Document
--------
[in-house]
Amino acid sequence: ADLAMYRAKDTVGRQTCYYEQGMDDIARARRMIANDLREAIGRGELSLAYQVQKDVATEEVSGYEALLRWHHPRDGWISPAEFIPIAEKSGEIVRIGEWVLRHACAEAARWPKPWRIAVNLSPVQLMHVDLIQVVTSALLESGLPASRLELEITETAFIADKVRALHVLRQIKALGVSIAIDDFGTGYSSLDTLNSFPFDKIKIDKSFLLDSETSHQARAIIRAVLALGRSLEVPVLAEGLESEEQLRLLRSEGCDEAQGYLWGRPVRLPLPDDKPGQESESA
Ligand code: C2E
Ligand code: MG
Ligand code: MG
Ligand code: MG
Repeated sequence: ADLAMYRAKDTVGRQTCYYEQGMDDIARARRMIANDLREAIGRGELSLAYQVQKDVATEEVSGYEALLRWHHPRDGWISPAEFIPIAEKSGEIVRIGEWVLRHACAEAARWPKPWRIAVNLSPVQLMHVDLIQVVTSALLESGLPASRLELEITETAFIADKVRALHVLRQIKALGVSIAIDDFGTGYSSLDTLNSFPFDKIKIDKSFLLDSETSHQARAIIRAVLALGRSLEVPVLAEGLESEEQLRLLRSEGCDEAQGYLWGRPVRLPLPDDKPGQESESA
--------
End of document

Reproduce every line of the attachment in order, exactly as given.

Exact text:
[in-house]
Amino acid sequence: ADLAMYRAKDTVGRQTCYYEQGMDDIARARRMIANDLREAIGRGELSLAYQVQKDVATEEVSGYEALLRWHHPRDGWISPAEFIPIAEKSGEIVRIGEWVLRHACAEAARWPKPWRIAVNLSPVQLMHVDLIQVVTSALLESGLPASRLELEITETAFIADKVRALHVLRQIKALGVSIAIDDFGTGYSSLDTLNSFPFDKIKIDKSFLLDSETSHQARAIIRAVLALGRSLEVPVLAEGLESEEQLRLLRSEGCDEAQGYLWGRPVRLPLPDDKPGQESESA
Ligand code: C2E
Ligand code: MG
Ligand code: MG
Ligand code: MG
Repeated sequence: ADLAMYRAKDTVGRQTCYYEQGMDDIARARRMIANDLREAIGRGELSLAYQVQKDVATEEVSGYEALLRWHHPRDGWISPAEFIPIAEKSGEIVRIGEWVLRHACAEAARWPKPWRIAVNLSPVQLMHVDLIQVVTSALLESGLPASRLELEITETAFIADKVRALHVLRQIKALGVSIAIDDFGTGYSSLDTLNSFPFDKIKIDKSFLLDSETSHQARAIIRAVLALGRSLEVPVLAEGLESEEQLRLLRSEGCDEAQGYLWGRPVRLPLPDDKPGQESESA